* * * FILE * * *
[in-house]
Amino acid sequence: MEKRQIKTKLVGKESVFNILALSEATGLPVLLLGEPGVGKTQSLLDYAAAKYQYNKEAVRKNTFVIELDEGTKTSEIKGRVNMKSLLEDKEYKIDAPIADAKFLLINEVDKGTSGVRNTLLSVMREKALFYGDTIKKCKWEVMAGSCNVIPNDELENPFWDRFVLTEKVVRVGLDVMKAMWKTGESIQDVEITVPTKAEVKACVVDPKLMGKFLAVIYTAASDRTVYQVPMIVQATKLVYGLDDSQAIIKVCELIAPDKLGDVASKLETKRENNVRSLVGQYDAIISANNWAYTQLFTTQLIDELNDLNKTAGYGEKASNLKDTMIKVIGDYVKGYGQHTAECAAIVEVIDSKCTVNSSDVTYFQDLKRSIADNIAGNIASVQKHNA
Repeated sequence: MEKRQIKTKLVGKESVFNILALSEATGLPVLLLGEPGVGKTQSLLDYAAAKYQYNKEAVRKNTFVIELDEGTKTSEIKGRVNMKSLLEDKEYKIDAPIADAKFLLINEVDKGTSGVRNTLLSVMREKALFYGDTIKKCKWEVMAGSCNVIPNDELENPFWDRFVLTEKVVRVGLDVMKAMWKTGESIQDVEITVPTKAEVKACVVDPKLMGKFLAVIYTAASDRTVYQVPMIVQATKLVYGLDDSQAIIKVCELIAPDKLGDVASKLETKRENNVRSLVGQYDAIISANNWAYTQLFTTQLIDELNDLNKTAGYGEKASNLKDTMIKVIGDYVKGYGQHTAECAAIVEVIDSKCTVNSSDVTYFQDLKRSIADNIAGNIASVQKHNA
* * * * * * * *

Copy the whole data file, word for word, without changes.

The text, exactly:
[in-house]
Amino acid sequence: MEKRQIKTKLVGKESVFNILALSEATGLPVLLLGEPGVGKTQSLLDYAAAKYQYNKEAVRKNTFVIELDEGTKTSEIKGRVNMKSLLEDKEYKIDAPIADAKFLLINEVDKGTSGVRNTLLSVMREKALFYGDTIKKCKWEVMAGSCNVIPNDELENPFWDRFVLTEKVVRVGLDVMKAMWKTGESIQDVEITVPTKAEVKACVVDPKLMGKFLAVIYTAASDRTVYQVPMIVQATKLVYGLDDSQAIIKVCELIAPDKLGDVASKLETKRENNVRSLVGQYDAIISANNWAYTQLFTTQLIDELNDLNKTAGYGEKASNLKDTMIKVIGDYVKGYGQHTAECAAIVEVIDSKCTVNSSDVTYFQDLKRSIADNIAGNIASVQKHNA
Repeated sequence: MEKRQIKTKLVGKESVFNILALSEATGLPVLLLGEPGVGKTQSLLDYAAAKYQYNKEAVRKNTFVIELDEGTKTSEIKGRVNMKSLLEDKEYKIDAPIADAKFLLINEVDKGTSGVRNTLLSVMREKALFYGDTIKKCKWEVMAGSCNVIPNDELENPFWDRFVLTEKVVRVGLDVMKAMWKTGESIQDVEITVPTKAEVKACVVDPKLMGKFLAVIYTAASDRTVYQVPMIVQATKLVYGLDDSQAIIKVCELIAPDKLGDVASKLETKRENNVRSLVGQYDAIISANNWAYTQLFTTQLIDELNDLNKTAGYGEKASNLKDTMIKVIGDYVKGYGQHTAECAAIVEVIDSKCTVNSSDVTYFQDLKRSIADNIAGNIASVQKHNA